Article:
• The present configuration for an eBook reader device may be used to determine whether to render a first reduced-sized representation may be rendered or a second reduced-size representation comprising a user-interactive object corresponding to the displayable object. For example, if a smaller font size is being used and/or the device determines that the user is navigating through the material at a rapid pace, the eBook application may determine that the user is merely perusing the material at a high level and present content in a manner commensurate with a user perusing material. Thus, a second reduced-size representation comprising a user-interactive object corresponding to the displayable object may be used if the eBook application determines that the user is not likely to be interested in any one piece of content that is being rendered. The second reduced-size representation comprising a user-interactive object may be used so that the user may selectively invoke the user-interactive object for those instances where the underlying content draws additional user interest while the user is perusing content. In contrast, if a user appears to be reviewing materials at a slower rate, then a presentation mode that facilitates detailed inspection of all content may be used.
  • Assuming an acceptable method of determining current reading position has been implemented, that feature can be used to facilitate dynamic (either in real time, periodical or based on discrete events) logging and updating of current reading positions for all of a user's eBooks. These current reading positions can be maintained an updated at a central location so that the user can quickly and easily change reading devices while automatically and effortlessly keeping track of his/her reading position in each of his/her eBooks or other electronic documents. A log then may be analyzed to develop a model for the user's reading habits so that a presentation mode can more accurately be predicted.
  • Optionally, some user behaviors should be taken into account when determining whether or not to update a current reading position. For example, if a user jumps to an entirely different location in an eBook (e.g., table of contents, index or the like) this may be flagged as non-reading behavior and thus not used to present content that can be readily read. Similarly, if a user skims quickly through an eBook at a rate typically too fast for a human to read the text displayed, then the currently reading position may not be changed.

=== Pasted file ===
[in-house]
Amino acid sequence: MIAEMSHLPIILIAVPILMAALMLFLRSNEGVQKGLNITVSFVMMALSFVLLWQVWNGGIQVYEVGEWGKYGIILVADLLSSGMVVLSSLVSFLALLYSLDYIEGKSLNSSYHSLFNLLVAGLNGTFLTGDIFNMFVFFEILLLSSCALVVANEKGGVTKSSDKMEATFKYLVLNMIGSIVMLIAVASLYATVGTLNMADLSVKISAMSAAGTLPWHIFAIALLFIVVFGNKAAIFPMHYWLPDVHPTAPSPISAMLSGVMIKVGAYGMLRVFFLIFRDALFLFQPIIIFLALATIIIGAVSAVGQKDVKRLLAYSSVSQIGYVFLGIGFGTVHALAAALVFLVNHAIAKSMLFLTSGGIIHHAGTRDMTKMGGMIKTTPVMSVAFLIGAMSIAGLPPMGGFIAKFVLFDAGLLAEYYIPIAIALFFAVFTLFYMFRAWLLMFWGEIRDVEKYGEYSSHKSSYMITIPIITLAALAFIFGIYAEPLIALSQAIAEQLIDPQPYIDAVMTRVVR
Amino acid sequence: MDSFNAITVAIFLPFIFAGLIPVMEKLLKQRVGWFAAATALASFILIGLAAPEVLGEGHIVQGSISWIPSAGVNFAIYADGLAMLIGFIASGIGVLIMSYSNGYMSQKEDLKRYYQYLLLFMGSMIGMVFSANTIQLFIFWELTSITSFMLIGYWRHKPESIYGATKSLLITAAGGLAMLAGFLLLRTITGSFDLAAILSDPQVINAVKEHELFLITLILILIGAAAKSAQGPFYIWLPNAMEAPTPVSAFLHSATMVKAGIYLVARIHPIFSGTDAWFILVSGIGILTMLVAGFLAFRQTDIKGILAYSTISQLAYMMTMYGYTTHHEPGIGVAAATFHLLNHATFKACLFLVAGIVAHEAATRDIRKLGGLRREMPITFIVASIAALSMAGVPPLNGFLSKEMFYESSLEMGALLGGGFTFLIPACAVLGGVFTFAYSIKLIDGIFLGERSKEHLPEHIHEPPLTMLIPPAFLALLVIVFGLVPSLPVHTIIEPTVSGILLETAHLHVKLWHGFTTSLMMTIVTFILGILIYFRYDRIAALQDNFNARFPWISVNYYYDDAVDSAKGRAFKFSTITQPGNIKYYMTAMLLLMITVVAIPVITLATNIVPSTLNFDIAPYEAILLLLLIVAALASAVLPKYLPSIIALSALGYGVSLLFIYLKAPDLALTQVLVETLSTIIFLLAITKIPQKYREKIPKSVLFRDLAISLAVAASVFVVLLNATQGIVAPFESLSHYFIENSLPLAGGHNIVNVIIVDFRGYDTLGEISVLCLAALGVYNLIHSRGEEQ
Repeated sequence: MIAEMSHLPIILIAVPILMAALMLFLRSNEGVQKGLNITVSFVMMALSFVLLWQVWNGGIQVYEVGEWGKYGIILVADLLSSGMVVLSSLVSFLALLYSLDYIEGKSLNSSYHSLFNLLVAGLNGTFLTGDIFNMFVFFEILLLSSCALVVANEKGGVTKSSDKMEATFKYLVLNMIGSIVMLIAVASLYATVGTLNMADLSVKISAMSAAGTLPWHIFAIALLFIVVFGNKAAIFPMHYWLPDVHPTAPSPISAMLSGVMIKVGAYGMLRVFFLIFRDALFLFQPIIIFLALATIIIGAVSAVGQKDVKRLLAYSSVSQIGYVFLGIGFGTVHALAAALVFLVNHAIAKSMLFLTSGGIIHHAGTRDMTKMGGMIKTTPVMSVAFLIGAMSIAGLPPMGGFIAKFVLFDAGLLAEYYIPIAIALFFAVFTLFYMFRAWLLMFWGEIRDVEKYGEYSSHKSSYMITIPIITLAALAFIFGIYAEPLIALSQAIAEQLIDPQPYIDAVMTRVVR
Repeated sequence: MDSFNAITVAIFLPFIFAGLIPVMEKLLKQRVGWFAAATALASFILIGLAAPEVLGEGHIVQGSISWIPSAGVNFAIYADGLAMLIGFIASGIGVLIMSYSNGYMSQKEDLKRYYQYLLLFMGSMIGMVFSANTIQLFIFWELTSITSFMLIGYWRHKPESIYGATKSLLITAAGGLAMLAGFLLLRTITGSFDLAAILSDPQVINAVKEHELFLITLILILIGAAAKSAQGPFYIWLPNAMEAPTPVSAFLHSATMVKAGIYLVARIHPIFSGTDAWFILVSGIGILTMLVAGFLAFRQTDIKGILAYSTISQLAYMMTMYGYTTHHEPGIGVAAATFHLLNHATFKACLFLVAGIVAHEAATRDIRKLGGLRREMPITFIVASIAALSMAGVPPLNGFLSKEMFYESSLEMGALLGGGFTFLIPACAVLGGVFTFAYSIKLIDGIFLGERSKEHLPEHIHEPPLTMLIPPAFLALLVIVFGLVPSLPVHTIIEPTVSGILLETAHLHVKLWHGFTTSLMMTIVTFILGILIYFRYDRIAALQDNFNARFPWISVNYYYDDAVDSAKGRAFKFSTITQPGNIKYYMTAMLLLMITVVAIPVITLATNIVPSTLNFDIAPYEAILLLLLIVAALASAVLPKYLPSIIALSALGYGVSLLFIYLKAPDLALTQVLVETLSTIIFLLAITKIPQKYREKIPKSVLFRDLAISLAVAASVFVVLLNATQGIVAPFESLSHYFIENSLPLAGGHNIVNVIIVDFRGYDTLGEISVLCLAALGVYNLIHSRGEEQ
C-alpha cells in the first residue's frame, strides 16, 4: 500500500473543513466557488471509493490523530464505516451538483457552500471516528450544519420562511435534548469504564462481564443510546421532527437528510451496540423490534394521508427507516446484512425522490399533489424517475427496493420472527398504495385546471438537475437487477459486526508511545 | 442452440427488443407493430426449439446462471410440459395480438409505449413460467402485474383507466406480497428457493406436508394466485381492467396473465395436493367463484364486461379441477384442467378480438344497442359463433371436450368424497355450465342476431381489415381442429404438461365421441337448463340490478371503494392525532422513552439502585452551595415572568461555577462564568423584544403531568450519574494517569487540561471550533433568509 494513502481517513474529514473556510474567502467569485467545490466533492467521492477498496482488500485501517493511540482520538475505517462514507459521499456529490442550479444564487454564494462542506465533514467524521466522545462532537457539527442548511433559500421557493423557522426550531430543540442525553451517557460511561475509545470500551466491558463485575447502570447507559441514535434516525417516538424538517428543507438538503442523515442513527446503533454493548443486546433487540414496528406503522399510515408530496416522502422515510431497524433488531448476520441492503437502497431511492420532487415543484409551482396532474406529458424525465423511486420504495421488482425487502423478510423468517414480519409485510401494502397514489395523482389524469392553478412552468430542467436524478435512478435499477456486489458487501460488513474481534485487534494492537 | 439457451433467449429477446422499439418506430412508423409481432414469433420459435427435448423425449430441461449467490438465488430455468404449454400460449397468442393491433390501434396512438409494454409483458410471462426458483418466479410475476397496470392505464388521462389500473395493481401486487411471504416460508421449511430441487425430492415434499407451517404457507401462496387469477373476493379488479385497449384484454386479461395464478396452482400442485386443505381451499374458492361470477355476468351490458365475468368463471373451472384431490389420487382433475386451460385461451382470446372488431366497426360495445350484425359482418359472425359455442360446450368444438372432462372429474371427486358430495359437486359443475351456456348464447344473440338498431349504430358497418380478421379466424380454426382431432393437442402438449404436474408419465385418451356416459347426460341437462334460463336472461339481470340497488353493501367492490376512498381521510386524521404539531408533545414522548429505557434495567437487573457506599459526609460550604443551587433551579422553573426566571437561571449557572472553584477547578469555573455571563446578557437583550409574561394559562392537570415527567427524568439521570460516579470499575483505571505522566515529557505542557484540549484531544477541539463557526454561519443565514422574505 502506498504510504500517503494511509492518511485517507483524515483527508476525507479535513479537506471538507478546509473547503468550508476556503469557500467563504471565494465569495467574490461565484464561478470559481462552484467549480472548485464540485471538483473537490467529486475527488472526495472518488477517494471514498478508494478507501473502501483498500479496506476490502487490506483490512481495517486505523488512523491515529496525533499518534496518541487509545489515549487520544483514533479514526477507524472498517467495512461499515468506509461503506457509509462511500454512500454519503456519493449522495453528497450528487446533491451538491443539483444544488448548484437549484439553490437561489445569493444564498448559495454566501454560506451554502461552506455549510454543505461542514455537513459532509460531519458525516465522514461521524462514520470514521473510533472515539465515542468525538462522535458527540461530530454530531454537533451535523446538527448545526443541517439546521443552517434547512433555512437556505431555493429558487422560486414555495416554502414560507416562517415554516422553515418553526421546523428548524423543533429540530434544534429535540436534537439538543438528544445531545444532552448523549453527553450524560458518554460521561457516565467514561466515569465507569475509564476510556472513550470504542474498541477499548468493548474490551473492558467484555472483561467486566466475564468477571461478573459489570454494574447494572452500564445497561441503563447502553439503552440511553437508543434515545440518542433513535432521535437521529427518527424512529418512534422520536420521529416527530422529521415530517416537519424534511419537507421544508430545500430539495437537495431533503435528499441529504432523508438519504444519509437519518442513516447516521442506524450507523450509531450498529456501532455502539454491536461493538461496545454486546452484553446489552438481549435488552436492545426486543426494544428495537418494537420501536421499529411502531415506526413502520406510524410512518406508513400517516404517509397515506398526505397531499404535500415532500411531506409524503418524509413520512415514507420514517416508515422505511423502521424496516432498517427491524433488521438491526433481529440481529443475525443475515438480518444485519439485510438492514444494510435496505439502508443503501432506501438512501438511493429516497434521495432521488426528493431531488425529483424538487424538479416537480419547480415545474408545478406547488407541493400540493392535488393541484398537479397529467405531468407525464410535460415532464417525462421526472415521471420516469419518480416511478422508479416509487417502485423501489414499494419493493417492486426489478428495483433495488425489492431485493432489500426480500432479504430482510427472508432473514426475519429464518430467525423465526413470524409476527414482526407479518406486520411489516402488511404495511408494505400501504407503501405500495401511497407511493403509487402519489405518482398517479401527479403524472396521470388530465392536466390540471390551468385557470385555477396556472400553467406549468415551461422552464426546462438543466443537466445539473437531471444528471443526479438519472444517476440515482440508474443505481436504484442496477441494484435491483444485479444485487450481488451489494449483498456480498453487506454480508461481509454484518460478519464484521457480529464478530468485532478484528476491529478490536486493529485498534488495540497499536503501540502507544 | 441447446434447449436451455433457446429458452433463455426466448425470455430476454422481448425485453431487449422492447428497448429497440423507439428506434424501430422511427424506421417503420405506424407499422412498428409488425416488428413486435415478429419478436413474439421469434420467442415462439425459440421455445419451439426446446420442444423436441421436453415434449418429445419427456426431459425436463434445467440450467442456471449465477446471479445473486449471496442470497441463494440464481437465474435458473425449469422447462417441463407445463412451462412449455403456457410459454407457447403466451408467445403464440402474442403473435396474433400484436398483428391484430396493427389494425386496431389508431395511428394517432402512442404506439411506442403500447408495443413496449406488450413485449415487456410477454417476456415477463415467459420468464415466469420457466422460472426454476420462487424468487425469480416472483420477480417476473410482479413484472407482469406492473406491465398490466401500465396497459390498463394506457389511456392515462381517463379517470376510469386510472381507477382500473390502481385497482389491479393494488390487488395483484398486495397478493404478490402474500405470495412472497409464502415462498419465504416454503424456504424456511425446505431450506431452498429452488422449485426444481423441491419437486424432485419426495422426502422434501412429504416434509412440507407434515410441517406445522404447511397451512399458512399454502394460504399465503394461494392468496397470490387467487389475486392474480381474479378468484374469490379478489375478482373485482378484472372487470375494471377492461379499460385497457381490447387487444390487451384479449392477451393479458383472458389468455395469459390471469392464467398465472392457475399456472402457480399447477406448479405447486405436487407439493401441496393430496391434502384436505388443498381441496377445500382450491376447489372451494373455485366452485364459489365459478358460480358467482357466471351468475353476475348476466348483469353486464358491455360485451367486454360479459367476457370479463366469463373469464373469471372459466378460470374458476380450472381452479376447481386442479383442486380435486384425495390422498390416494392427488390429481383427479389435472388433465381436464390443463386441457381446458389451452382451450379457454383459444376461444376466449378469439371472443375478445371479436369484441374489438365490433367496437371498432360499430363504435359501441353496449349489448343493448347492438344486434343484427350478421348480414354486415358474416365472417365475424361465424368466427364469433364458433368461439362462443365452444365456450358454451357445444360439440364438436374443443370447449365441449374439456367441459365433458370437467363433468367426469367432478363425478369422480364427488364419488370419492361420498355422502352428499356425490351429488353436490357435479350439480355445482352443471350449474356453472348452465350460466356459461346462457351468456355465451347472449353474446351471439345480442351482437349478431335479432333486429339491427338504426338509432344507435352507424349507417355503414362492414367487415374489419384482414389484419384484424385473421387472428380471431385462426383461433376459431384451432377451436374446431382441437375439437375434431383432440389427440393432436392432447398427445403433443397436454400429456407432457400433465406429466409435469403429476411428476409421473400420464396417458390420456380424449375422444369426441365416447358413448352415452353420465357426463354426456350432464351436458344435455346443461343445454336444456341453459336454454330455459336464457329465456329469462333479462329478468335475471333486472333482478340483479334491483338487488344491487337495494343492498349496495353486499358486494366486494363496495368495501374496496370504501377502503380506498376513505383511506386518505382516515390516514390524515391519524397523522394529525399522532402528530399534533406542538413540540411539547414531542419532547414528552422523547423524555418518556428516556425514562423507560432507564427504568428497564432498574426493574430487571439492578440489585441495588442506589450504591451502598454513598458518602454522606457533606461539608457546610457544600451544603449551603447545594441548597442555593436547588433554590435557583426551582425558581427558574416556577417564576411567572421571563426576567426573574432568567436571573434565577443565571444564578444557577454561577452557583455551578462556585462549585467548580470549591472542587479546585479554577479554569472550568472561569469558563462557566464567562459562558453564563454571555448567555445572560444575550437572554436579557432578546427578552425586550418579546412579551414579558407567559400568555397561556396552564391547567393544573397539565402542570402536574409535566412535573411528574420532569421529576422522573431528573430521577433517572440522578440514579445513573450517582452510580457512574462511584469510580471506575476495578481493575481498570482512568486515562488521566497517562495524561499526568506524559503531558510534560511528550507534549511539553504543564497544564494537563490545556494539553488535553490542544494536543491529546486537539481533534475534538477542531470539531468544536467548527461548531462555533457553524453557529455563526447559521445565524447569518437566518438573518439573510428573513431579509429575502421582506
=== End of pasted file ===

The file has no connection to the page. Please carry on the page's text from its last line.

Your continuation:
• Different graphical representations of bookmarks can be implemented to provide enhanced functionality and ease of use. For example, user specified bookmarks could appear in one manner and bookmarks from other sources (e.g., author, publisher, friends, colleagues, other third parties) could each have their own unique appearance to aid in distinguishing them from each other.
  • Bookmarks relating to the same digital content may be shared among different users, for example over local network such as an ad hoc network arising from a zero-network configuration protocol such as Bon Jour. In that case, useful examples arise, such as a teacher being able to automatically share bookmarks with students in the teacher's class so that the students can better follow along with the instruction.
  • An eBook reader device optionally can implement a scrubbing bar GUI mechanism with which a user can interact (e.g., by dragging his/her finger along) to quickly flip through pages in an eBook. A scrubbing bar can appear along the horizontal and/or vertical access of an eBook. Increments (tick marks) on the scrubbing bar may correspond to pages, chapters, sections or the like depending on the desired implementation and/or on a per eBook basis (and/or as customized/selected by user, author, retailer, publisher, etc.). The style (e.g., look & feel) of a scrubbing bar can be varied based on a characteristic of the eBook (e.g., vintage, genre, subject matter) such as classical, modern, ancient, and the like. Similarly, the appearance of any or all of the visual elements of the eBook can vary based on such characteristics.
  • FIGS. 3A-3D illustrate how an eBook reader device 300 may be configured to present either a first reduced-size representation or a second reduced-size representation based on determining whether the first reduced-size representation or the second reduced-size representation provides a better end-user experience.